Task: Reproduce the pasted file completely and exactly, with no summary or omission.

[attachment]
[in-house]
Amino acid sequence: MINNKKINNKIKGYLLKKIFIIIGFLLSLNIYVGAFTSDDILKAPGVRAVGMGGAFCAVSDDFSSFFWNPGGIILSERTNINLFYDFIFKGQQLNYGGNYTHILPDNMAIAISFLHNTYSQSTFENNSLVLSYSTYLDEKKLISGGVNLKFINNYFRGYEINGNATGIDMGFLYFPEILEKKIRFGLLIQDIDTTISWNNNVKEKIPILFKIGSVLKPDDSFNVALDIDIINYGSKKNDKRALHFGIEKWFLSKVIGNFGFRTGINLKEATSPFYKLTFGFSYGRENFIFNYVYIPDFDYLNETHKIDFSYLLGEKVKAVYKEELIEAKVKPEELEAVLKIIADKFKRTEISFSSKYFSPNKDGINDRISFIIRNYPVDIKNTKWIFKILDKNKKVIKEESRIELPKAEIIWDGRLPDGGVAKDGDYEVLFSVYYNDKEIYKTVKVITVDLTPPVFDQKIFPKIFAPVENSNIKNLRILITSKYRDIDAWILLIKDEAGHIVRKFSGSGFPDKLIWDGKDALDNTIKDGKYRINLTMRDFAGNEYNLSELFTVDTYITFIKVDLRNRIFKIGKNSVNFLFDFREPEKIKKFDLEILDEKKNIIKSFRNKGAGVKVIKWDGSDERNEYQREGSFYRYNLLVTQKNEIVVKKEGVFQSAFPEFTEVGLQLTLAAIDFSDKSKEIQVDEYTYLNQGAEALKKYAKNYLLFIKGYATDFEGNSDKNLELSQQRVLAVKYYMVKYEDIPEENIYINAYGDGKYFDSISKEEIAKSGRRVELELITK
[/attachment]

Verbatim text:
[in-house]
Amino acid sequence: MINNKKINNKIKGYLLKKIFIIIGFLLSLNIYVGAFTSDDILKAPGVRAVGMGGAFCAVSDDFSSFFWNPGGIILSERTNINLFYDFIFKGQQLNYGGNYTHILPDNMAIAISFLHNTYSQSTFENNSLVLSYSTYLDEKKLISGGVNLKFINNYFRGYEINGNATGIDMGFLYFPEILEKKIRFGLLIQDIDTTISWNNNVKEKIPILFKIGSVLKPDDSFNVALDIDIINYGSKKNDKRALHFGIEKWFLSKVIGNFGFRTGINLKEATSPFYKLTFGFSYGRENFIFNYVYIPDFDYLNETHKIDFSYLLGEKVKAVYKEELIEAKVKPEELEAVLKIIADKFKRTEISFSSKYFSPNKDGINDRISFIIRNYPVDIKNTKWIFKILDKNKKVIKEESRIELPKAEIIWDGRLPDGGVAKDGDYEVLFSVYYNDKEIYKTVKVITVDLTPPVFDQKIFPKIFAPVENSNIKNLRILITSKYRDIDAWILLIKDEAGHIVRKFSGSGFPDKLIWDGKDALDNTIKDGKYRINLTMRDFAGNEYNLSELFTVDTYITFIKVDLRNRIFKIGKNSVNFLFDFREPEKIKKFDLEILDEKKNIIKSFRNKGAGVKVIKWDGSDERNEYQREGSFYRYNLLVTQKNEIVVKKEGVFQSAFPEFTEVGLQLTLAAIDFSDKSKEIQVDEYTYLNQGAEALKKYAKNYLLFIKGYATDFEGNSDKNLELSQQRVLAVKYYMVKYEDIPEENIYINAYGDGKYFDSISKEEIAKSGRRVELELITK